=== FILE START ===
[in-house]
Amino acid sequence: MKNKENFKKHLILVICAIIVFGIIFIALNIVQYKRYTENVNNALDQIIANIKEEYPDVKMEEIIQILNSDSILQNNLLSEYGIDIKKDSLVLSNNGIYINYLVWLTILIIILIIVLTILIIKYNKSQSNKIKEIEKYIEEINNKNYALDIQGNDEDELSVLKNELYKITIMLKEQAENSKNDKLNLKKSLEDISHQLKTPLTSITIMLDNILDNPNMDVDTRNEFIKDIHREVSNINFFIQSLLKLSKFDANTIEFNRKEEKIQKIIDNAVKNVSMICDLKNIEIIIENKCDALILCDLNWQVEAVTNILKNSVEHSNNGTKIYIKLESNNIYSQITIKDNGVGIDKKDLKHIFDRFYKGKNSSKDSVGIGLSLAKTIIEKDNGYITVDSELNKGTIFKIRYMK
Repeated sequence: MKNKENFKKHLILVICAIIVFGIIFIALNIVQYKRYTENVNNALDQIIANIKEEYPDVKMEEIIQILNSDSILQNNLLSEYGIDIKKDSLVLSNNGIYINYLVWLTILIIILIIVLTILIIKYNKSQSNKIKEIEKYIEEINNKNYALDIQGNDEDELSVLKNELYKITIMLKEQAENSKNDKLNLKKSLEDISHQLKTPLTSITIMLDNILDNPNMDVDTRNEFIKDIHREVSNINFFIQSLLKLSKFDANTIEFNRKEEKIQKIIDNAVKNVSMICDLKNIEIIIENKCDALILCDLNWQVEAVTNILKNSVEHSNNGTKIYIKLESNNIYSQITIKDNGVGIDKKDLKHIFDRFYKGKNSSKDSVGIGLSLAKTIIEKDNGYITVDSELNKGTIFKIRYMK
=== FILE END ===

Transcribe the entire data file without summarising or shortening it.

[in-house]
Amino acid sequence: MKNKENFKKHLILVICAIIVFGIIFIALNIVQYKRYTENVNNALDQIIANIKEEYPDVKMEEIIQILNSDSILQNNLLSEYGIDIKKDSLVLSNNGIYINYLVWLTILIIILIIVLTILIIKYNKSQSNKIKEIEKYIEEINNKNYALDIQGNDEDELSVLKNELYKITIMLKEQAENSKNDKLNLKKSLEDISHQLKTPLTSITIMLDNILDNPNMDVDTRNEFIKDIHREVSNINFFIQSLLKLSKFDANTIEFNRKEEKIQKIIDNAVKNVSMICDLKNIEIIIENKCDALILCDLNWQVEAVTNILKNSVEHSNNGTKIYIKLESNNIYSQITIKDNGVGIDKKDLKHIFDRFYKGKNSSKDSVGIGLSLAKTIIEKDNGYITVDSELNKGTIFKIRYMK
Repeated sequence: MKNKENFKKHLILVICAIIVFGIIFIALNIVQYKRYTENVNNALDQIIANIKEEYPDVKMEEIIQILNSDSILQNNLLSEYGIDIKKDSLVLSNNGIYINYLVWLTILIIILIIVLTILIIKYNKSQSNKIKEIEKYIEEINNKNYALDIQGNDEDELSVLKNELYKITIMLKEQAENSKNDKLNLKKSLEDISHQLKTPLTSITIMLDNILDNPNMDVDTRNEFIKDIHREVSNINFFIQSLLKLSKFDANTIEFNRKEEKIQKIIDNAVKNVSMICDLKNIEIIIENKCDALILCDLNWQVEAVTNILKNSVEHSNNGTKIYIKLESNNIYSQITIKDNGVGIDKKDLKHIFDRFYKGKNSSKDSVGIGLSLAKTIIEKDNGYITVDSELNKGTIFKIRYMK